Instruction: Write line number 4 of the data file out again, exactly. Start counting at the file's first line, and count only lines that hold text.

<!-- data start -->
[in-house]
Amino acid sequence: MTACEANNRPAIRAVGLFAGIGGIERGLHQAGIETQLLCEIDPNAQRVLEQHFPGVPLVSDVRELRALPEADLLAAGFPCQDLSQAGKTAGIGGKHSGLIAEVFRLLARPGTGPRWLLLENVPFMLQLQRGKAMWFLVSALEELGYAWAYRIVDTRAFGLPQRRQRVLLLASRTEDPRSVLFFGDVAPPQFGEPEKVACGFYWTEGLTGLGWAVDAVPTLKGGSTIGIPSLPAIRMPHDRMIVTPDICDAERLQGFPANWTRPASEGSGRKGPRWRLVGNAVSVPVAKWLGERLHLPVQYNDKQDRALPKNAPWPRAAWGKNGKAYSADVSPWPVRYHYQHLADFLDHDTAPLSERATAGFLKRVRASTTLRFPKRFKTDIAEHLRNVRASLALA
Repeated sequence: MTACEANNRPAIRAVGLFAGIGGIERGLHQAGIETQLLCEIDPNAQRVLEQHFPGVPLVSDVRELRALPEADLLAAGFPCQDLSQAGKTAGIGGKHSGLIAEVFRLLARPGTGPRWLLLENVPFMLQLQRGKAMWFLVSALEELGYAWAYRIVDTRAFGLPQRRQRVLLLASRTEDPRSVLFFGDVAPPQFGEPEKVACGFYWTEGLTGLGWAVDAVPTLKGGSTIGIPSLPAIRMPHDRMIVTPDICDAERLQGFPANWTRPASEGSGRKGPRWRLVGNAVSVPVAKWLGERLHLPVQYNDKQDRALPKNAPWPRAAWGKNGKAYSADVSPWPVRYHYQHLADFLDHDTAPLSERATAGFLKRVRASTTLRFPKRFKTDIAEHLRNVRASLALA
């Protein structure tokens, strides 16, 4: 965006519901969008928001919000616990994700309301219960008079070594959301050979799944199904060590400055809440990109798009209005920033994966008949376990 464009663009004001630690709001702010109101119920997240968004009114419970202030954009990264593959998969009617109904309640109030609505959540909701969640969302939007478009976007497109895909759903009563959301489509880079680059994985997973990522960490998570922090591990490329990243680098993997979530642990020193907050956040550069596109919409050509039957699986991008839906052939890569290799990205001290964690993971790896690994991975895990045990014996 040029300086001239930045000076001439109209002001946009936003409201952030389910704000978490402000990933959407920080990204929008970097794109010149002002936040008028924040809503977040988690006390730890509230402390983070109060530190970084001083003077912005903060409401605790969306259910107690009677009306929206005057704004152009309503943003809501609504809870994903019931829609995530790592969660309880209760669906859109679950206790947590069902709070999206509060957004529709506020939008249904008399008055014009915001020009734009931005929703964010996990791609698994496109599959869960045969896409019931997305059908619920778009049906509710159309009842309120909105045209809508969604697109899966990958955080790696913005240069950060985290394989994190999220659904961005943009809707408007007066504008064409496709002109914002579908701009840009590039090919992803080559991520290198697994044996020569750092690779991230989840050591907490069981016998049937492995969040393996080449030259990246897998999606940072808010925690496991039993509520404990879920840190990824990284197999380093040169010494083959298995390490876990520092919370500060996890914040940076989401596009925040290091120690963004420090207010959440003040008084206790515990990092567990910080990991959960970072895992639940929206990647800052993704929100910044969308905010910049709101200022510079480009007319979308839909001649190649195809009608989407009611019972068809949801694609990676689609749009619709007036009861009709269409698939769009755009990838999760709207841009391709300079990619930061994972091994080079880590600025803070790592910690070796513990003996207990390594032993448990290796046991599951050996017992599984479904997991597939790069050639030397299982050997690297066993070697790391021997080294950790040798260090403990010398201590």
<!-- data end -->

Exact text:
């Protein structure tokens, strides 16, 4: 965006519901969008928001919000616990994700309301219960008079070594959301050979799944199904060590400055809440990109798009209005920033994966008949376990 464009663009004001630690709001702010109101119920997240968004009114419970202030954009990264593959998969009617109904309640109030609505959540909701969640969302939007478009976007497109895909759903009563959301489509880079680059994985997973990522960490998570922090591990490329990243680098993997979530642990020193907050956040550069596109919409050509039957699986991008839906052939890569290799990205001290964690993971790896690994991975895990045990014996 040029300086001239930045000076001439109209002001946009936003409201952030389910704000978490402000990933959407920080990204929008970097794109010149002002936040008028924040809503977040988690006390730890509230402390983070109060530190970084001083003077912005903060409401605790969306259910107690009677009306929206005057704004152009309503943003809501609504809870994903019931829609995530790592969660309880209760669906859109679950206790947590069902709070999206509060957004529709506020939008249904008399008055014009915001020009734009931005929703964010996990791609698994496109599959869960045969896409019931997305059908619920778009049906509710159309009842309120909105045209809508969604697109899966990958955080790696913005240069950060985290394989994190999220659904961005943009809707408007007066504008064409496709002109914002579908701009840009590039090919992803080559991520290198697994044996020569750092690779991230989840050591907490069981016998049937492995969040393996080449030259990246897998999606940072808010925690496991039993509520404990879920840190990824990284197999380093040169010494083959298995390490876990520092919370500060996890914040940076989401596009925040290091120690963004420090207010959440003040008084206790515990990092567990910080990991959960970072895992639940929206990647800052993704929100910044969308905010910049709101200022510079480009007319979308839909001649190649195809009608989407009611019972068809949801694609990676689609749009619709007036009861009709269409698939769009755009990838999760709207841009391709300079990619930061994972091994080079880590600025803070790592910690070796513990003996207990390594032993448990290796046991599951050996017992599984479904997991597939790069050639030397299982050997690297066993070697790391021997080294950790040798260090403990010398201590």